Pet peeves when it comes to drivers' behaviour

Irritants on the road

Everyone has a pet peeve related to driving, right?

I know what mine are, but I was curious about what others might say if I asked, so I did. My faithful weekly newsletter readers responded without hesitation and I want to share their thoughts with you.

The top complaint involved space margins between vehicles. Dislike of drivers who follow too closely was equalled by drivers who move in too soon after passing. Drivers who try to bulldoze others out of the way received special mention, along with those who force other drivers to make a gap for them to facilitate a lane change.

Anticipation, planning and preparing ahead of time will prevent you from finding yourself in the wrong lane at the wrong time.

A close second goes to drivers who do not signal or who do not give adequate signal time. A defensive driver always signals, even when they think no other traffic is around.

A variation on this would have pedestrians point their way to safety. Signalling drivers you wish to cross by pointing along the crosswalk may increase the possibility they will yield.

Third place is speed related, and if you grouped all the related behaviours together, this peeve should probably top the list. Between simply traveling over the speed limit and being slower traffic that fails to keep right received enough votes to come first.

Special mention was made of drivers who accelerate to the speed limit at the start of a passing lane and then slow back down again after it ends, along with inappropriate speed limits—either too high or too low.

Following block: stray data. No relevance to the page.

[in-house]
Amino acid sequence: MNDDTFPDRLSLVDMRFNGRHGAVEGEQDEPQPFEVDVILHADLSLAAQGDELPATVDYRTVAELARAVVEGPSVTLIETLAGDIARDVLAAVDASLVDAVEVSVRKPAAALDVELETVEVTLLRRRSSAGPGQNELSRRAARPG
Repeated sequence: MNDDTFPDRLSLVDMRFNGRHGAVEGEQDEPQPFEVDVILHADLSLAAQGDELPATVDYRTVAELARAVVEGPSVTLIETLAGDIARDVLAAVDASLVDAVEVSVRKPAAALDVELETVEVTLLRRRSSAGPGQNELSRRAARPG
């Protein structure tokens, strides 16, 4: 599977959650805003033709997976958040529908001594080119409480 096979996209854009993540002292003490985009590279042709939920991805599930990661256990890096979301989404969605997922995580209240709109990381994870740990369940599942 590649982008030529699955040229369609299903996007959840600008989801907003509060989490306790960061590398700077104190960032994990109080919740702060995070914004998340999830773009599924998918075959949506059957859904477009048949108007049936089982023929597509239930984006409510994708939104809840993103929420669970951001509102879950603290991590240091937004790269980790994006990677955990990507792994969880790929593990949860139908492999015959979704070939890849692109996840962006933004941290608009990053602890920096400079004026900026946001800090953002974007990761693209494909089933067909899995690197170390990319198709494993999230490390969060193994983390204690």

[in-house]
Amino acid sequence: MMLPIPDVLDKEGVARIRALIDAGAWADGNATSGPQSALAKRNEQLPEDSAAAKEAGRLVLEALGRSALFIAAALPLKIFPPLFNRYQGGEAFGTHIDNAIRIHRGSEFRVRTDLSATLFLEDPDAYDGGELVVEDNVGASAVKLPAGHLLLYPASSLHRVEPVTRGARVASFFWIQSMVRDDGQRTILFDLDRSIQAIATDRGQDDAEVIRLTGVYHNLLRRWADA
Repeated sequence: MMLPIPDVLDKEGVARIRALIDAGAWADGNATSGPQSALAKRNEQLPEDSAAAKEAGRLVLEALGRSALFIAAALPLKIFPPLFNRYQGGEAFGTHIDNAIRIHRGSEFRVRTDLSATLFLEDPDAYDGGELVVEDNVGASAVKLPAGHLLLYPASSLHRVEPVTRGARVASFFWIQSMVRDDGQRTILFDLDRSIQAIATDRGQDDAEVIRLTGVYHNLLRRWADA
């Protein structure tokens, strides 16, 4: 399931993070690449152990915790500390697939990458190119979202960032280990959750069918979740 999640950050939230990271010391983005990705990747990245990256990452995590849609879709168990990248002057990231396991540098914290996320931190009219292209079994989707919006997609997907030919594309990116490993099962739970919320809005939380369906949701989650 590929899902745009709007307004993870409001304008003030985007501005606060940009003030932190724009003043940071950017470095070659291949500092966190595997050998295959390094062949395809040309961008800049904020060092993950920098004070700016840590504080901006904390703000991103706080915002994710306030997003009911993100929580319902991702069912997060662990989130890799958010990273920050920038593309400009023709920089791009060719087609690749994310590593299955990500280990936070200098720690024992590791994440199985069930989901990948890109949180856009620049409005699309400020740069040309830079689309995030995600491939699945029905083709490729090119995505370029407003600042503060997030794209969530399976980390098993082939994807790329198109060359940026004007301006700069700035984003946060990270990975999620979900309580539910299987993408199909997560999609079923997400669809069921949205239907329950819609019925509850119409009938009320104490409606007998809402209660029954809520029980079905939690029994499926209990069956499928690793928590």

It's now a toss up between noisy exhausts and failing to come to a full stop in the proper place. Not stopping properly is one of the behaviours I discuss in “Don't Let This Become Your Default Setting.” Bad habits can be both dangerous and hard to break.

Cyclists who don't follow any traffic rules received a vote. It will be interesting to see how the Motor Vehicle Act will be amended to reflect modern cycling considerations. That currently has enthusiastic support from municipalities, and health authorities are also lending support.

We must not forget daytime running lights. The common problems here are not being operational or not having lights on the rear of the vehicle when they are needed.

In a way, I've saved what might be the best observation for last.

One commercial driver expressed the thought many drivers fail to take the time to analyze before acting. If you are aware of what is going on around you as you drive, you may never find yourself in an unsafe situation.

This article is written by or on behalf of an outsourced columnist and does not necessarily reflect the views of Castanet.

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About the Author

Tim Schewe is a retired constable with many years of traffic law enforcement experience. He has been writing his column for most of the 20 years of his service in the RCMP.

The column was 'The Beat Goes On' in Fort St. John, 'Traffic Tips' in the South Okanagan and now 'Behind the Wheel' on Vancouver Island and here on Castanet.net.

Schewe retired from the force in January of 2006, but the column has become a habit, and continues.

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The views expressed are strictly those of the author and not necessarily those of Castanet. Castanet does not warrant the contents.

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